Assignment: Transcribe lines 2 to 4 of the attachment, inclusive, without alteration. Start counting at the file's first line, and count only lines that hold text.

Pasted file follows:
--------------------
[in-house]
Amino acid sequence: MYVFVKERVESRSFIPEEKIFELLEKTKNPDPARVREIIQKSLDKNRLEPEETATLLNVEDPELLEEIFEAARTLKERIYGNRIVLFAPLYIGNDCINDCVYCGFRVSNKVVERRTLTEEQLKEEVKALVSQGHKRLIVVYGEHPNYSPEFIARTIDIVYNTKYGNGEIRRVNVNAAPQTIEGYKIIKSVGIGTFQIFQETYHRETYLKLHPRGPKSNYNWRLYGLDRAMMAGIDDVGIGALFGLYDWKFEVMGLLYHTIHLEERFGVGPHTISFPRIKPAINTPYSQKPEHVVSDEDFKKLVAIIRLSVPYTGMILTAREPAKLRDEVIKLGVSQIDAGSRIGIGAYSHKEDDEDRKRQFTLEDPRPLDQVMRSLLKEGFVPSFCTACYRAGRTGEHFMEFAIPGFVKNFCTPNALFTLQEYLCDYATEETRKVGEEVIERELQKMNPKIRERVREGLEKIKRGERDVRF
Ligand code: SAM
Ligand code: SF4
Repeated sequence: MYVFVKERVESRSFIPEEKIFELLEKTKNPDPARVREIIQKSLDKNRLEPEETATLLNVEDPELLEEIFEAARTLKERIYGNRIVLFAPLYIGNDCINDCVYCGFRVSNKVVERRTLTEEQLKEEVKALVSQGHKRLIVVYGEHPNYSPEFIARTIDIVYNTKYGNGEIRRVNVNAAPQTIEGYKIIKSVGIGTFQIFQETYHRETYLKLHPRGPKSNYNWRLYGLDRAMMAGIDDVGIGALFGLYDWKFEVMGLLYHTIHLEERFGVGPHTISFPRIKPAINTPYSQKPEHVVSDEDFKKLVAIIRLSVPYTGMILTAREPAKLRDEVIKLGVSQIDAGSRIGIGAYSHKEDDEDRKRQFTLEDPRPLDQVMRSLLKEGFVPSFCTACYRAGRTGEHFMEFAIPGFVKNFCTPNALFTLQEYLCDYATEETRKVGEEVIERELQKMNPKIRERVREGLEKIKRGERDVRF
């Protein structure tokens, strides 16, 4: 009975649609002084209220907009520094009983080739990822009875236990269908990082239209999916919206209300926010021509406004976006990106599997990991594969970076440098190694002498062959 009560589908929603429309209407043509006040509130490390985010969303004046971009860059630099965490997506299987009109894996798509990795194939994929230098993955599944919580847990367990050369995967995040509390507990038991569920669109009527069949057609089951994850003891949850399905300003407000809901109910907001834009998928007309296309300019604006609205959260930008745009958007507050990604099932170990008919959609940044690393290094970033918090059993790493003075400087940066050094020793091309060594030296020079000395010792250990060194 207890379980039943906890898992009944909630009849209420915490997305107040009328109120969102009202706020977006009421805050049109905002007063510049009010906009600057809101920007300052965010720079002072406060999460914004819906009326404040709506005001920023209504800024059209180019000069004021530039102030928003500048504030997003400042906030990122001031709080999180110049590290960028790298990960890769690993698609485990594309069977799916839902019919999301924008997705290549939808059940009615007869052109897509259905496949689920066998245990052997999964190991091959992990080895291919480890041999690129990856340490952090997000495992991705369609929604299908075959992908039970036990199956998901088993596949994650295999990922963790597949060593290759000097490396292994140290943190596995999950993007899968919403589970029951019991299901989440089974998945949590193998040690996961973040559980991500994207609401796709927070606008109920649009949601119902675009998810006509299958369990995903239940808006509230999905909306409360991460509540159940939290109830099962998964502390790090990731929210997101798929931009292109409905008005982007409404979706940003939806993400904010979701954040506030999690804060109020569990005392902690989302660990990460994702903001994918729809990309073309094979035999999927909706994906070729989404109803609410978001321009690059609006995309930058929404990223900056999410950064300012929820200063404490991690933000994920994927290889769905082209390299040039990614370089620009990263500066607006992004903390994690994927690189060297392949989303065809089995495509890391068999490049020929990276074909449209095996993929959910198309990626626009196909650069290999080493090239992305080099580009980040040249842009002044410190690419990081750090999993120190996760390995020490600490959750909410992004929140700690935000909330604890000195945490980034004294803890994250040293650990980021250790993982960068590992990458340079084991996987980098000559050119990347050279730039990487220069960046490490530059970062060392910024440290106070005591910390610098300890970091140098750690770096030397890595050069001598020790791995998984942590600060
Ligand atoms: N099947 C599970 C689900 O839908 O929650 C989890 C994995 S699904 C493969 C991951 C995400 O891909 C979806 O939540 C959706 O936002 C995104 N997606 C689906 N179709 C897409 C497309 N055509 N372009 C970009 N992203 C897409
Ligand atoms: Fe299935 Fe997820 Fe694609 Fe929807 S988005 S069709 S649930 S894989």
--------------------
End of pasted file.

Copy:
Amino acid sequence: MYVFVKERVESRSFIPEEKIFELLEKTKNPDPARVREIIQKSLDKNRLEPEETATLLNVEDPELLEEIFEAARTLKERIYGNRIVLFAPLYIGNDCINDCVYCGFRVSNKVVERRTLTEEQLKEEVKALVSQGHKRLIVVYGEHPNYSPEFIARTIDIVYNTKYGNGEIRRVNVNAAPQTIEGYKIIKSVGIGTFQIFQETYHRETYLKLHPRGPKSNYNWRLYGLDRAMMAGIDDVGIGALFGLYDWKFEVMGLLYHTIHLEERFGVGPHTISFPRIKPAINTPYSQKPEHVVSDEDFKKLVAIIRLSVPYTGMILTAREPAKLRDEVIKLGVSQIDAGSRIGIGAYSHKEDDEDRKRQFTLEDPRPLDQVMRSLLKEGFVPSFCTACYRAGRTGEHFMEFAIPGFVKNFCTPNALFTLQEYLCDYATEETRKVGEEVIERELQKMNPKIRERVREGLEKIKRGERDVRF
Ligand code: SAM
Ligand code: SF4